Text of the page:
Russian Media and the Government: Telling Lies

The Moscow theatre crisis has revived the debate among Russians about the role of the media and their own relationship with a government that claims to be leading them to democracy and security tempered by the rule of law. They are sure someone is being economical with the truth.

The World Today Updated 23 October 2020 Published 1 December 2002 4 minute READ

Jack Thompson

Presenter for Deutsche Welle television, Berlin

Two days after Russian special forces brought this emergency to a violent end, a wizened old man assailed me at a bus stop in northern Moscow. Brandishing a walking stick and pointing to the gigantic Ostankino television tower not a mile away – put out of action in August 2000 by a fire that briefly deprived Russia of its national networks – he shouted, ‘Liars! They’re all liars!’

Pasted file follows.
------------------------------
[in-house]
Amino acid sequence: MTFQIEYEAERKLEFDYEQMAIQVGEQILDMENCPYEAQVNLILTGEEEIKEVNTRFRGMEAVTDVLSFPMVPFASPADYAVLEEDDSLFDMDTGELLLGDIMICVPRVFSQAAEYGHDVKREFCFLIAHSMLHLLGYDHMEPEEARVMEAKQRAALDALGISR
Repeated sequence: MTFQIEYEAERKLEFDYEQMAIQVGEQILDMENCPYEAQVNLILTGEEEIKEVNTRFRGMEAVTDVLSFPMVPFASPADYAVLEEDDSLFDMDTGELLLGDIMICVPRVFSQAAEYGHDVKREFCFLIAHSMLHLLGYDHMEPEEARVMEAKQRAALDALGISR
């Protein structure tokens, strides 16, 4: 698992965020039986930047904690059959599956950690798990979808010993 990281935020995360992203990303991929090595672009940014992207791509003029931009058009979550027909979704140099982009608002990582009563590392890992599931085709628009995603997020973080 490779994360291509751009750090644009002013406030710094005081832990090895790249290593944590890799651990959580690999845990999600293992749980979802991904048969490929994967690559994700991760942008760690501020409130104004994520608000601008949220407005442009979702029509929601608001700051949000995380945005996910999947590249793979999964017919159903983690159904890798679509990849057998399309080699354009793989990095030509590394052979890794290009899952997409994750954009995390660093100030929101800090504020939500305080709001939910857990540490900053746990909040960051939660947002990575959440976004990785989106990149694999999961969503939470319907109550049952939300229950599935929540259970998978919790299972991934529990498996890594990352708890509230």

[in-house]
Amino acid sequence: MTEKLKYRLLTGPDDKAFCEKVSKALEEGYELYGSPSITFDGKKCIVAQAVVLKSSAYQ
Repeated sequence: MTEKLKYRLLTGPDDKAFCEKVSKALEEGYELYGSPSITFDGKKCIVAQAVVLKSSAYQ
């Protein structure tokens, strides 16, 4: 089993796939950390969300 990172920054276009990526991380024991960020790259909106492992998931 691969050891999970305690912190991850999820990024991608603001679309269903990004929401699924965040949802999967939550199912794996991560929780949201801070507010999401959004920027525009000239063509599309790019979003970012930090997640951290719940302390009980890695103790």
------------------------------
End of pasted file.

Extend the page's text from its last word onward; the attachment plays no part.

He might have been harking back even further, to October 1993 when a mob opposed to Boris Yeltsin attacked the tower, leading to a pitched battle with the security forces which left more than sixty dead. But not this time. His anger was directed at the output of Moscow’s TV channels, as they beamed three days of almost non-stop coverage of the hostage crisis across Russia and the rest of the world, with CNN, the BBC and other international broadcasters relaying the pictures. He said he had found the reporting both incredible and distasteful.

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